Challenges of optical coherence tomography-based imaging can be divided into technical and clinical (Table 1). The technical aspect is defined by the laws of physics and this has been reviewed by several excellent publications (Chen-Kardon, Coria, Watson, Lang x2). Therefore, this will only be reviewed briefly here and the emphasis will be placed on the clinical scenarios where expectations from OCT-based imaging are reasonable but still pending.

The first challenge is to become more familiar with the wide spectrum of pre-disease neuro-retinal findings that potentially affect OCT measurements after disease onset, so as not to label a “normal variant” as abnormal. Secondly, to understand the relevance of eye structural and functional findings in both health and disease of the brain. Because understanding the normal spectrum is a prerequisite to disentangle disease states, we must first better define the former in order to tackle the latter.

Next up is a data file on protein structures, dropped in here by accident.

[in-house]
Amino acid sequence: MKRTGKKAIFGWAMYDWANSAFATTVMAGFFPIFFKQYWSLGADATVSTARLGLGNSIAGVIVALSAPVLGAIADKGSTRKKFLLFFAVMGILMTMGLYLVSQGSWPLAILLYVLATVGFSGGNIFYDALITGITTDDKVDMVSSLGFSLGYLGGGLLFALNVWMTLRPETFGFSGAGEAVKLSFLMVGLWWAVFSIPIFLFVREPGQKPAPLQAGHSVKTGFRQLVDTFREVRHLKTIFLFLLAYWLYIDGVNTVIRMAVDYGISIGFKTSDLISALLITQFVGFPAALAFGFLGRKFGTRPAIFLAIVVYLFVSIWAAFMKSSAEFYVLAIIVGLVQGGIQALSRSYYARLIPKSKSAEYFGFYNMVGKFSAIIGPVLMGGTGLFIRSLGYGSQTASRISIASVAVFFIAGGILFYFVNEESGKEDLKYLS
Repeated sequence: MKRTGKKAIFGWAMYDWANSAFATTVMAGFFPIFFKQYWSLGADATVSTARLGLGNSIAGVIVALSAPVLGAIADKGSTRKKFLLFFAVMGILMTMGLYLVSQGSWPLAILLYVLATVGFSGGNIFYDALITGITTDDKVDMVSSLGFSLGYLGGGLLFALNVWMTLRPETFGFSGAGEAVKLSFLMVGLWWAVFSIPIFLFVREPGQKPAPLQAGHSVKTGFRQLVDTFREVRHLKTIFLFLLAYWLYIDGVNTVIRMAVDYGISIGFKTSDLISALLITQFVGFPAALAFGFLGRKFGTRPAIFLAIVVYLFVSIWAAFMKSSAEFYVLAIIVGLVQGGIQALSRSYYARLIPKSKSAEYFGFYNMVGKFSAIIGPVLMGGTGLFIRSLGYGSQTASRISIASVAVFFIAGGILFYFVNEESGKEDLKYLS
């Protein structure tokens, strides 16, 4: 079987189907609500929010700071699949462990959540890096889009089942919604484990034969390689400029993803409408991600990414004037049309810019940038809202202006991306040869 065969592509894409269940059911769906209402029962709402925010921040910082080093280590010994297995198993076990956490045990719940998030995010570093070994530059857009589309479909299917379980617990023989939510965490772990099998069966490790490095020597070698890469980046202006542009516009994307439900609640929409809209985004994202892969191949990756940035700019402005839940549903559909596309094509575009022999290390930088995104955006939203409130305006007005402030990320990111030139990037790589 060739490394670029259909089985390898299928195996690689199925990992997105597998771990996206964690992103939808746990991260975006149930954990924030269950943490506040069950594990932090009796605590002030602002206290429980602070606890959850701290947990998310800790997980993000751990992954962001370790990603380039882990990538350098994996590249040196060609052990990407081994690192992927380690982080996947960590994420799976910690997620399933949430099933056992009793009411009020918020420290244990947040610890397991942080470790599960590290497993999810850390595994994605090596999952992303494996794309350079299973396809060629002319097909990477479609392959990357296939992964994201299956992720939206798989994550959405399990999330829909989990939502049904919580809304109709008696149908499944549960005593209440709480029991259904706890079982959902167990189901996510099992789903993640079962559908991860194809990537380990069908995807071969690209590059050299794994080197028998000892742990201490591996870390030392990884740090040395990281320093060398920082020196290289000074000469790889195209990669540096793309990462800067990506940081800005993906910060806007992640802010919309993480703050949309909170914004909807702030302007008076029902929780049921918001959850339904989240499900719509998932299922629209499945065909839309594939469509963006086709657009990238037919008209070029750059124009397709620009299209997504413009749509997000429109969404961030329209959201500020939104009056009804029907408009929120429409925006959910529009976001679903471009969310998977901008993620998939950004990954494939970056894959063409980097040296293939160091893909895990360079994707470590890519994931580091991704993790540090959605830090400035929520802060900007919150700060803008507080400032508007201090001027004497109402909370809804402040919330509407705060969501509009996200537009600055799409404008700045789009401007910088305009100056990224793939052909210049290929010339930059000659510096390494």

Presently, there are several unknown physiological variables that limit understanding cause and effect relationships between retinal measurements and brain states. For example, inability to determine the translaminar gradient across the lamina cribrosa due to the invasiveness of intracranial pressure (ICP) measurements results in uncertainty of its direct and indirect effect on OCT measurements (Lee).